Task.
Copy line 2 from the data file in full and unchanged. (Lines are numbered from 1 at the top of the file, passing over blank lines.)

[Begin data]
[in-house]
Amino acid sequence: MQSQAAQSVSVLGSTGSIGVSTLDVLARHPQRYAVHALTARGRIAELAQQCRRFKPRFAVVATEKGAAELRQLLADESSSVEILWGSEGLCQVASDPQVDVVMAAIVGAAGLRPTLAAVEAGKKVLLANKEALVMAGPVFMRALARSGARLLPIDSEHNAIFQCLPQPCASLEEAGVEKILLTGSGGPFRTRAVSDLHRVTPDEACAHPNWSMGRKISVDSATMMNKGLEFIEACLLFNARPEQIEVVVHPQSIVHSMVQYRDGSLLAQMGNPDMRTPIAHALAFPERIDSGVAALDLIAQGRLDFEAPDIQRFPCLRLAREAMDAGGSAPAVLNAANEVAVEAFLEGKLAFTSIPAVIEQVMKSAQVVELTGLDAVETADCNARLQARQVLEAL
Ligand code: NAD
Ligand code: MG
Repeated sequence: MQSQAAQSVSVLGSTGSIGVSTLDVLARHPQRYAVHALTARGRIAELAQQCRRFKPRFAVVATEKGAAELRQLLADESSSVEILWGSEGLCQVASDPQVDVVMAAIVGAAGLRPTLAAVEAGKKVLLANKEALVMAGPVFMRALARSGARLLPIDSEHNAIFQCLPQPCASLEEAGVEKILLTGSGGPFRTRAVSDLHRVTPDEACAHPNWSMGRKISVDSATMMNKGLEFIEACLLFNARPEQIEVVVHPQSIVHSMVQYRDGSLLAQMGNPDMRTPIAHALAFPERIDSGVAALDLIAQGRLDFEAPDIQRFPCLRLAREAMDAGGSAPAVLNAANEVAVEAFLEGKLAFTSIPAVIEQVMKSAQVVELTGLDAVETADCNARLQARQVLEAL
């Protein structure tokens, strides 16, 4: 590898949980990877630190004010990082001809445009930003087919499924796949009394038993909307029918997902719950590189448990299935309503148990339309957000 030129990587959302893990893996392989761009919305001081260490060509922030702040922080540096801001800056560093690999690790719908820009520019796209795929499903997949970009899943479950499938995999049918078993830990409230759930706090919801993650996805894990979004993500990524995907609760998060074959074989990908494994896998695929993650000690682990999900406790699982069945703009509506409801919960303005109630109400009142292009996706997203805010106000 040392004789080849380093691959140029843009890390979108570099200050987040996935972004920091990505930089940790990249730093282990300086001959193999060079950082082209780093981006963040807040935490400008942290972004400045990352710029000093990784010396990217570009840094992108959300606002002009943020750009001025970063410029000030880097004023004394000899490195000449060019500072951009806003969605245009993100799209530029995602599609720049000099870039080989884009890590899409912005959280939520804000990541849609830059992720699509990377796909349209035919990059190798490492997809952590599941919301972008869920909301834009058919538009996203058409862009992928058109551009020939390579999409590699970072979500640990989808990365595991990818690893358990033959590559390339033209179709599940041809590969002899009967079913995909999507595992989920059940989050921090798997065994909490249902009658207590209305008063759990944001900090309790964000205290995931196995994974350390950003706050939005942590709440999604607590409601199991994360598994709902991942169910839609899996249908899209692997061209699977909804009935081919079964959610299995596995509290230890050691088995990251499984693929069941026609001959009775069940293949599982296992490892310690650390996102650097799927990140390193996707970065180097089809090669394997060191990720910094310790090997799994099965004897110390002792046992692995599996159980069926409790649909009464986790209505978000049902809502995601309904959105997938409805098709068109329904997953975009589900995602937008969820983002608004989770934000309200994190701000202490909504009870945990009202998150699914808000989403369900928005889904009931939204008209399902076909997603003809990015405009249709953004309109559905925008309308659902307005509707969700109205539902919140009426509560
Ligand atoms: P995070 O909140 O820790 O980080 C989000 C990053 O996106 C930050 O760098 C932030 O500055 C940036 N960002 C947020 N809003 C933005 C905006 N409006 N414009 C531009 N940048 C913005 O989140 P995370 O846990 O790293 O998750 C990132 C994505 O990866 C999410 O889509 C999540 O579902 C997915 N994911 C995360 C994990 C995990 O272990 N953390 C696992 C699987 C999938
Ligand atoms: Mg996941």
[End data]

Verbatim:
Amino acid sequence: MQSQAAQSVSVLGSTGSIGVSTLDVLARHPQRYAVHALTARGRIAELAQQCRRFKPRFAVVATEKGAAELRQLLADESSSVEILWGSEGLCQVASDPQVDVVMAAIVGAAGLRPTLAAVEAGKKVLLANKEALVMAGPVFMRALARSGARLLPIDSEHNAIFQCLPQPCASLEEAGVEKILLTGSGGPFRTRAVSDLHRVTPDEACAHPNWSMGRKISVDSATMMNKGLEFIEACLLFNARPEQIEVVVHPQSIVHSMVQYRDGSLLAQMGNPDMRTPIAHALAFPERIDSGVAALDLIAQGRLDFEAPDIQRFPCLRLAREAMDAGGSAPAVLNAANEVAVEAFLEGKLAFTSIPAVIEQVMKSAQVVELTGLDAVETADCNARLQARQVLEAL